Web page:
America’s Exceptional Failure
Our response to Covid-19 has been exceptional in all the wrong ways.
The NYT has a thorough piece, worth reading in its entirety, on US failures as it pertains to the coronavirus pandemic: The Unique U.S. Failure to Control the Virus. A failure that can be grimly underscored that by the time you read this post, we will likely have our 5 millionth confirmed case (accounting for ~26% of confirmed global cases with ~4% of global population).
The piece makes a comparative point that I have made in private, but am not sure I have noted here at the blog:
Yet even with all of these problems, one country stands alone, as the only affluent nation to have suffered a severe, sustained outbreak for more than four months: the United States.
When it comes to the virus, the United States has come to resemble not the wealthy and powerful countries to which it is often compared but instead to far poorer countries, like Brazil, Peru and South Africa, or those with large migrant populations, like Bahrain and Oman.
Put another way, the US response has been more in keeping with countries that we once termed “the third world” or the “developing world” than the “first world”/”developed world. Setting aside those out of date (and problematic) concepts, it is decidedly the case that the UNDP’s Human Development Index that we are performing not like our Very High Human Development peers (1st to 62nd), but instead like High Human Development cases (63rd to 116th).
I have studied political development since my undergrad days (unavoidable since I focused on Latin American politics), it is especially stunning to see the US, which is one of the wealthiest, if not the wealthiest (depending on how one defines parameters) country in the world be so inadequate to this task. Even from the perspective of general American self-image, it ought to be a massive embarrassment. The self-perception of US citizens that we are “the greatest country in the world” ought to be rocked by this colossal policy failure–but, of course, Americans are exceptionally bad at making informed global comparisons.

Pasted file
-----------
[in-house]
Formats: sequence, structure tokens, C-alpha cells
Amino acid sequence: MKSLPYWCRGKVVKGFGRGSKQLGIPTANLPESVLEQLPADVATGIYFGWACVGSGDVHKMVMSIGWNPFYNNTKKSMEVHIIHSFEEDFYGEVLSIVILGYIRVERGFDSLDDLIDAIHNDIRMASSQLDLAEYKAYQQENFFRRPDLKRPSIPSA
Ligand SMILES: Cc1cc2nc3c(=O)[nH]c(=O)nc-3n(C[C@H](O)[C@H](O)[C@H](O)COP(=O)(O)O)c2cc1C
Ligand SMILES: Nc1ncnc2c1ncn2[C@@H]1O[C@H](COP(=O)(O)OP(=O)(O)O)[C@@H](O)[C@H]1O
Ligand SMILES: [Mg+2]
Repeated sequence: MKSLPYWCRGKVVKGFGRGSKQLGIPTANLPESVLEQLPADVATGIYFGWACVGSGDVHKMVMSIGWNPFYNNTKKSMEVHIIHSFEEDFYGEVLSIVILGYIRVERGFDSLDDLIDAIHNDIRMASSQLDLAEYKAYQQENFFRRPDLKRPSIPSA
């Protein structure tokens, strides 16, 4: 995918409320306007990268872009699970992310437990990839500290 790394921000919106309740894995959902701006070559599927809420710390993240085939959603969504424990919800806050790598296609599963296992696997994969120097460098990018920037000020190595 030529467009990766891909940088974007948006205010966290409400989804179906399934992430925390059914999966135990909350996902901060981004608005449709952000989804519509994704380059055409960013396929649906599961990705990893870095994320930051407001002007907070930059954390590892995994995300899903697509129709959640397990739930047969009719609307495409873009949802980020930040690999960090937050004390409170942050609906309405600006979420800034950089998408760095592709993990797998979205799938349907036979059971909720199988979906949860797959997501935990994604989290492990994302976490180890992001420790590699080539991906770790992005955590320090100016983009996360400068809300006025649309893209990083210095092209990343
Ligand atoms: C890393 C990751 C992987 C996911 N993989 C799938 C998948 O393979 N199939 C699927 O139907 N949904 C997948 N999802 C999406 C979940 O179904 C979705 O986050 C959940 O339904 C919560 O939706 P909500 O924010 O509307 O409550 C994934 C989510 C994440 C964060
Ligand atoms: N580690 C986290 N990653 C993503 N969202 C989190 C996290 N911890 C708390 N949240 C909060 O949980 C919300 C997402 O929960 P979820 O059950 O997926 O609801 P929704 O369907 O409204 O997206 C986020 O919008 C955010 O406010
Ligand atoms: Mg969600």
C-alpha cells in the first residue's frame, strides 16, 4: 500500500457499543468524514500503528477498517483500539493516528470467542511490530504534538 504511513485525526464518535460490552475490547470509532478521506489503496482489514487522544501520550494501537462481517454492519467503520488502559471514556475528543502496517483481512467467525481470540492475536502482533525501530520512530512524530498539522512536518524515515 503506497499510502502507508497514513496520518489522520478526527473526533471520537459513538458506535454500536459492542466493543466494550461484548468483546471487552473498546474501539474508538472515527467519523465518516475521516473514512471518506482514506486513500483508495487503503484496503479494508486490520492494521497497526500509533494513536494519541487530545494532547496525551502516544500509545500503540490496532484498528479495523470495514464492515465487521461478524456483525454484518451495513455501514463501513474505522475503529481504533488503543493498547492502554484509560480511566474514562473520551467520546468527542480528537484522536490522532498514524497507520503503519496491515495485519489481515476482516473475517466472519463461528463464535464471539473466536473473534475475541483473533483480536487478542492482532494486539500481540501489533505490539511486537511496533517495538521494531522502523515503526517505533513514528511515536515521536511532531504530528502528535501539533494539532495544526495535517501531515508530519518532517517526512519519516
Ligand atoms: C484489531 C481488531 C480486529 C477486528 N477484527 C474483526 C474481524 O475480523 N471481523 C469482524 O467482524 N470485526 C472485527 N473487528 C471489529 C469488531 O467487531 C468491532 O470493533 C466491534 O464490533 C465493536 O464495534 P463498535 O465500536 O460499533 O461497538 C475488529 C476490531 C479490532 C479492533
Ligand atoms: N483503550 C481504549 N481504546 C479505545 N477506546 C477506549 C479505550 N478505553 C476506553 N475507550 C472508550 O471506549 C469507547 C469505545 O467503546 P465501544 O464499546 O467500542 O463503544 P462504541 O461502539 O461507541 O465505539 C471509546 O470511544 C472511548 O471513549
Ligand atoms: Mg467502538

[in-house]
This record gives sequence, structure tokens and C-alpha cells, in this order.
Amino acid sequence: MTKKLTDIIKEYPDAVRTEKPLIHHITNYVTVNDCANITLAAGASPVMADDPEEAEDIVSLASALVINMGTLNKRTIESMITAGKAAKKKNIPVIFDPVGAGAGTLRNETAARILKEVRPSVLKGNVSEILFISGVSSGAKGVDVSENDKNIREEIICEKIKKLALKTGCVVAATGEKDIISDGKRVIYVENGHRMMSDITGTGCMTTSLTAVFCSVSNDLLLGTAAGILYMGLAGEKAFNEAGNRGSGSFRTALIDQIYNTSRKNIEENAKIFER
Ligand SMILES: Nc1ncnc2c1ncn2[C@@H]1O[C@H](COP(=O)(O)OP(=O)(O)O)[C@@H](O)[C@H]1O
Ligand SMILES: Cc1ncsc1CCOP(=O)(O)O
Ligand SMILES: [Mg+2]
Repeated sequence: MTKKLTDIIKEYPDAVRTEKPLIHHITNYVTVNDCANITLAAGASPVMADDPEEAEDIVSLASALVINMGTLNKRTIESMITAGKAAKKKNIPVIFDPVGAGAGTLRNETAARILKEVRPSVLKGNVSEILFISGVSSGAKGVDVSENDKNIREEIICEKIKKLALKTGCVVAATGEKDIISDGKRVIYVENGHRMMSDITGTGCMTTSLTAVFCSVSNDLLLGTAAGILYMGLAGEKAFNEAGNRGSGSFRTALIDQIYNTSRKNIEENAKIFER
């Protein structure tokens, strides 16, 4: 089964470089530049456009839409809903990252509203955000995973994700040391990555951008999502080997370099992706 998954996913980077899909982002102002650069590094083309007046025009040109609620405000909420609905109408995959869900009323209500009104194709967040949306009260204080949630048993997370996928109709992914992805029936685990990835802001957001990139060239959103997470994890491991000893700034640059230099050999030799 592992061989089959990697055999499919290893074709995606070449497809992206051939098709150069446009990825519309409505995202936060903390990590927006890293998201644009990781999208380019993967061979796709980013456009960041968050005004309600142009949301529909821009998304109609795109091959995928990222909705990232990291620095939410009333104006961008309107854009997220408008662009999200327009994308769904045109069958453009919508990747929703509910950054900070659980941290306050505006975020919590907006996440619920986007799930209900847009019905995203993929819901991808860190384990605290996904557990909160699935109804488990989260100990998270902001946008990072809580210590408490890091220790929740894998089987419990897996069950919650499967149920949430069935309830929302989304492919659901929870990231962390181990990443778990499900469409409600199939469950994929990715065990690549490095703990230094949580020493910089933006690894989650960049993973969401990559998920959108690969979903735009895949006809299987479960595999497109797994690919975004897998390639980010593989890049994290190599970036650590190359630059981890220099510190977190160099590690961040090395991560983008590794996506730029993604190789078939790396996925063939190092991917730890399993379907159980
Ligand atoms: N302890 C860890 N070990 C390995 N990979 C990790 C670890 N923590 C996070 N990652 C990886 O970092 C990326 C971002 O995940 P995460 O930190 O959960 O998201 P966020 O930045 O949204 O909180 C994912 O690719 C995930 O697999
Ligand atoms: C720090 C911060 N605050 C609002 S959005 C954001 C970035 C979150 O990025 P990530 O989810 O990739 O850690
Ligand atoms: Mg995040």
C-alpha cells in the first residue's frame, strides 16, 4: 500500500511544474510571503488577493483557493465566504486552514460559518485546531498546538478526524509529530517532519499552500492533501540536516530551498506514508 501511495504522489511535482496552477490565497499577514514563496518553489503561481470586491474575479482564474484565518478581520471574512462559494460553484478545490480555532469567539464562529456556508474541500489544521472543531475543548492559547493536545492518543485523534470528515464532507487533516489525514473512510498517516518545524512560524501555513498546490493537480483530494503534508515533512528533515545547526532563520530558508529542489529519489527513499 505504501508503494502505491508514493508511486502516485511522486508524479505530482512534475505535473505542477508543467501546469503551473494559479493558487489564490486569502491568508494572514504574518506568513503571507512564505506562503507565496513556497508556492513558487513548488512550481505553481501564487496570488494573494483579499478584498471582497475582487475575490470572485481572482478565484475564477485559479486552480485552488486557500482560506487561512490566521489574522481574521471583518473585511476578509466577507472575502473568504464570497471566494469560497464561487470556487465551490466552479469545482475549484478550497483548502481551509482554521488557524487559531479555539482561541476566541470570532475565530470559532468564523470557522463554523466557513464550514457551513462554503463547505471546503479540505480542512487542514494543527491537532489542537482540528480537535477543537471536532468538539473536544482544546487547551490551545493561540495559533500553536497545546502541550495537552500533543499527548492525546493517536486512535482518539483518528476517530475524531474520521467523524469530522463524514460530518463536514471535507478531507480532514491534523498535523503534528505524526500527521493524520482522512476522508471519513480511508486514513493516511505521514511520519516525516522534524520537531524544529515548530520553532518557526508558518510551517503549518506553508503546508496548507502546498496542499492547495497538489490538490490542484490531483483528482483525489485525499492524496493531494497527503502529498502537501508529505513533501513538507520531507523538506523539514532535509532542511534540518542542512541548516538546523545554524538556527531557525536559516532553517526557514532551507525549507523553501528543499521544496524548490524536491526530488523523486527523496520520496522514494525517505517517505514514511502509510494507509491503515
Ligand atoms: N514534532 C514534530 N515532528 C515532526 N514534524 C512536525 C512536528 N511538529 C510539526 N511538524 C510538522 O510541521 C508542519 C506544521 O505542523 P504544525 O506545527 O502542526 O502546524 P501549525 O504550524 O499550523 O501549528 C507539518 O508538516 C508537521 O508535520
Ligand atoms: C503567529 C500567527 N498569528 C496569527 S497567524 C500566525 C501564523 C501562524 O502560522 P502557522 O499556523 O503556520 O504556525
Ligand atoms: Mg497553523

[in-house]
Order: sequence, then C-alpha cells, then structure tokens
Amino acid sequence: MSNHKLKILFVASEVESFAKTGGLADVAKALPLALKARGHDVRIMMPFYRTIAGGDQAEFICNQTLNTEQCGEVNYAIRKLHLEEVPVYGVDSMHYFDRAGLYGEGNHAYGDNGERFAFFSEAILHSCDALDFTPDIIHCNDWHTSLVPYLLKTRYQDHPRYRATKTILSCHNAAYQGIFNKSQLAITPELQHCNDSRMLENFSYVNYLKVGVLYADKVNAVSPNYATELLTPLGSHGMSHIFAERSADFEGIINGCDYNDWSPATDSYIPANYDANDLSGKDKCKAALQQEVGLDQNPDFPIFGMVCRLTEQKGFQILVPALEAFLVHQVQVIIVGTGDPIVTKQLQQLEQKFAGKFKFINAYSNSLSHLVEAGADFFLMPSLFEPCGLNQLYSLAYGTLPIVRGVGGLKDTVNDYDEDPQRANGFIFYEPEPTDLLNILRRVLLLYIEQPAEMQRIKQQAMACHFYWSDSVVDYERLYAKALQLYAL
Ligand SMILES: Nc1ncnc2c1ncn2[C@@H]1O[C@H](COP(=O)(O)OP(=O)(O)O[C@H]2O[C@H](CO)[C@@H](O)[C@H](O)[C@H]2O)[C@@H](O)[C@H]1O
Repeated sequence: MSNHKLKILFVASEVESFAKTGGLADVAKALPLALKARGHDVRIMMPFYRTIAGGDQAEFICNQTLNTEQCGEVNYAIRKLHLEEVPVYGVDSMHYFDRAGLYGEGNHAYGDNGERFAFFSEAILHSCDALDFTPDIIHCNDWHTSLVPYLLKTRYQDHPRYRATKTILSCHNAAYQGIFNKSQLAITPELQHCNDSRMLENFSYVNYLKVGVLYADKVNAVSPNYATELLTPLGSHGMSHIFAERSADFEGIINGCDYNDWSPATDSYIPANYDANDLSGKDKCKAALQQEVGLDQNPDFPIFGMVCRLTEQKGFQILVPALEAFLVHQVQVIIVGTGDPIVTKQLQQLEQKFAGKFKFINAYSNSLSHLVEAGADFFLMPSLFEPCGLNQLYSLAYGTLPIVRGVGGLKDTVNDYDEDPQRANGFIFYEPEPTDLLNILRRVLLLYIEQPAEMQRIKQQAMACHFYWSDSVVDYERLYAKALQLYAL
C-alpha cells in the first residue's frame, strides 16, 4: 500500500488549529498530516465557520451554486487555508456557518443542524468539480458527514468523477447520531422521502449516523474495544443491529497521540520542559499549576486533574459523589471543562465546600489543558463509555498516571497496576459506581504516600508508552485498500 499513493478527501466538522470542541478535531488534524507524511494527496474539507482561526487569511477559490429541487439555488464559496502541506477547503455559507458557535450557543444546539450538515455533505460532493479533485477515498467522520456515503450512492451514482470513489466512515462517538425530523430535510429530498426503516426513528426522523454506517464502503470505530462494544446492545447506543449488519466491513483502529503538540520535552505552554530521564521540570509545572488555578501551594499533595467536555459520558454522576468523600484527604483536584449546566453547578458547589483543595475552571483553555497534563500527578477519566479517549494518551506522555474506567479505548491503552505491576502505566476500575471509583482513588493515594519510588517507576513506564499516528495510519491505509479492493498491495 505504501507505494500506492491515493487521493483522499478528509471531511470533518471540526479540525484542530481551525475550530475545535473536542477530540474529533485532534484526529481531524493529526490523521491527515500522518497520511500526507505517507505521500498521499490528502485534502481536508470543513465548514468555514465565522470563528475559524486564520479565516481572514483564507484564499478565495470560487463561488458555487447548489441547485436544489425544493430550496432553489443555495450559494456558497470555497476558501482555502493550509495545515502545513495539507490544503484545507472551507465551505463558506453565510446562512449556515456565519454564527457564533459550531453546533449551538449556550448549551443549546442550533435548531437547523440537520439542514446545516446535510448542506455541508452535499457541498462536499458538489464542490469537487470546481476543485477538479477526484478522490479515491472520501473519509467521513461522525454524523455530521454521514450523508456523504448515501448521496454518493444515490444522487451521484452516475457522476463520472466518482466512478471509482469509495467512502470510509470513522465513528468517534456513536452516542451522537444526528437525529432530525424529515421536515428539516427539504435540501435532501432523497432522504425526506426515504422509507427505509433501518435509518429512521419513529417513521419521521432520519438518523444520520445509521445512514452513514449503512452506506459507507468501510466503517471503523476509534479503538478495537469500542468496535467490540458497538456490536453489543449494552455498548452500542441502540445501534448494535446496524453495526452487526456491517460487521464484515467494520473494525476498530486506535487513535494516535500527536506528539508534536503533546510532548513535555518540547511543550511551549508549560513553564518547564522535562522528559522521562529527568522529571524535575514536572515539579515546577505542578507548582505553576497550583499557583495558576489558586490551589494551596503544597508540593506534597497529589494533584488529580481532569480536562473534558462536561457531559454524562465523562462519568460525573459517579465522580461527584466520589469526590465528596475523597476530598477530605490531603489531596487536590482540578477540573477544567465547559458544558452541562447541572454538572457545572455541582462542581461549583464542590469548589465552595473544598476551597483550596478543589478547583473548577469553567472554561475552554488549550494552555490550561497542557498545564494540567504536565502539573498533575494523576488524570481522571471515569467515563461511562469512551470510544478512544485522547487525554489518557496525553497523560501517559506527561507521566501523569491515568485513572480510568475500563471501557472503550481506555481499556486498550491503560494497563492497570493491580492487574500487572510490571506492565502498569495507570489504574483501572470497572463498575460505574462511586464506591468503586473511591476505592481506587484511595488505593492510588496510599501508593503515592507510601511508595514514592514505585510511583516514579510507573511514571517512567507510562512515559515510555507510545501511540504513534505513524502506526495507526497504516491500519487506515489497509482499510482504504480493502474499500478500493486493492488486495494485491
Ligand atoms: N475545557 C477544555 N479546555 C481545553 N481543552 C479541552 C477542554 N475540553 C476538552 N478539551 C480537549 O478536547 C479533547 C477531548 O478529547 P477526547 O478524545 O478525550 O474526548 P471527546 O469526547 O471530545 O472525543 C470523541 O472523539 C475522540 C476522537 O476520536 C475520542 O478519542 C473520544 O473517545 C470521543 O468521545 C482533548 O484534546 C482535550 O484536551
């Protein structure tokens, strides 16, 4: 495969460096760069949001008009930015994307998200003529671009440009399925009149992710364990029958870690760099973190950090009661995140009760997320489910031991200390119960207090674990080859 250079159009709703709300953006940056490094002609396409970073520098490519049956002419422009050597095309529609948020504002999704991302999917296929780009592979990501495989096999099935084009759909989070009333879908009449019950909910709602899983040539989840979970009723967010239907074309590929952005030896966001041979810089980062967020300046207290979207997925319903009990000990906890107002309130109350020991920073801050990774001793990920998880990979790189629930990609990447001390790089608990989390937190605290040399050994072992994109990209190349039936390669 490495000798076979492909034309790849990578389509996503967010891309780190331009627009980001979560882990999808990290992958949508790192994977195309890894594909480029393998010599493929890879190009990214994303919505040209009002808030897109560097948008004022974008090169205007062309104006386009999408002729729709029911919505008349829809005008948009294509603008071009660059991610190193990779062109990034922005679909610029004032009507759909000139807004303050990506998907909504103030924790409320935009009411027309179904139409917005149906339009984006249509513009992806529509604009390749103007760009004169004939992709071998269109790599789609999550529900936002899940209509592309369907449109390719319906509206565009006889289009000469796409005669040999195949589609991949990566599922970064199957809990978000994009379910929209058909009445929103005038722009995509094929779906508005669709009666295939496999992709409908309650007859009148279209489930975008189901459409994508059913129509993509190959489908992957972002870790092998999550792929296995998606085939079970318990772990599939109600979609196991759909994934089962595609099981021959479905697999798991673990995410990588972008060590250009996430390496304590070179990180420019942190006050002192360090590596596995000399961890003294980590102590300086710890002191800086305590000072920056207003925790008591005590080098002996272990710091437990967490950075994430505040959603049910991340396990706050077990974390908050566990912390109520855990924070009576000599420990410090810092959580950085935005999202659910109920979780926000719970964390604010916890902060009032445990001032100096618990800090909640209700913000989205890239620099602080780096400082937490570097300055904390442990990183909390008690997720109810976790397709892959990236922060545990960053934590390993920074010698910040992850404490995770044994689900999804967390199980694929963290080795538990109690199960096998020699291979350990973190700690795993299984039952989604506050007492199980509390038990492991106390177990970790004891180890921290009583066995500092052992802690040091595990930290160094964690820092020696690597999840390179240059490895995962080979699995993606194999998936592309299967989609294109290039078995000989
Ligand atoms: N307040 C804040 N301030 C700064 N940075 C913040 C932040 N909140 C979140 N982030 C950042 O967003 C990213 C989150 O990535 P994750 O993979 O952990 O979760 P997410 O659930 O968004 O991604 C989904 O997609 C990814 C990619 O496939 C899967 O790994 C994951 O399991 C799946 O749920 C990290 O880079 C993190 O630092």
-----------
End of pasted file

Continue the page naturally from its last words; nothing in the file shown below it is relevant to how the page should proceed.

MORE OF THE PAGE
As to why this is the case, the piece posits two themes (that basically echo what I said in one of my posts on masks a few weeks back):
First, the United States faced longstanding challenges in confronting a major pandemic. It is a large country at the nexus of the global economy, with a tradition of prioritizing individualism over government restrictions. That tradition is one reason the United States suffers from an unequal health care system that has long produced worse medical outcomes — including higher infant mortality and diabetes rates and lower life expectancy — than in most other rich countries.
“As an American, I think there is a lot of good to be said about our libertarian tradition,” Dr. Jared Baeten, an epidemiologist and vice dean at the University of Washington School of Public Health, said. “But this is the consequence — we don’t succeed as well as a collective.”
The second major theme is one that public health experts often find uncomfortable to discuss because many try to steer clear of partisan politics. But many agree that the poor results in the United States stem in substantial measure from the performance of the Trump administration.
The piece details comparative examples of failure in the following areas
- a lack of effective travel restrictions;
- repeated breakdowns in testing;
- confusing advice about masks;
- a misunderstanding of the relationship between the virus and the economy;
- and inconsistent messages from public officials.
Again, I recommend the whole thing, but will highlight the following key failure that needs to be constantly repeated and widely understood:
But there is one way — in addition to the scale of the continuing outbreaks and deaths — that the United States stands apart: In no other high-income country have the messages from political leaders been nearly so mixed and confusing.
There has been an massive failure of governance and leadership by the Trump administration. All of us who feared how a Trump administration would handle a major crisis have had those fear confirmed, and in the extreme.
“If you had to summarize our approach, it’s really poor federal leadership — disorganization and denial,” said Andy Slavitt, who ran Medicare and Medicaid from 2015 to 2017. “Watch Angela Merkel. Watch how she communicates with the public. Watch how Jacinda Ardern in New Zealand does it. They’re very clear. They’re very consistent about what the most important priorities are.”
To quote Trump “It is what it is.”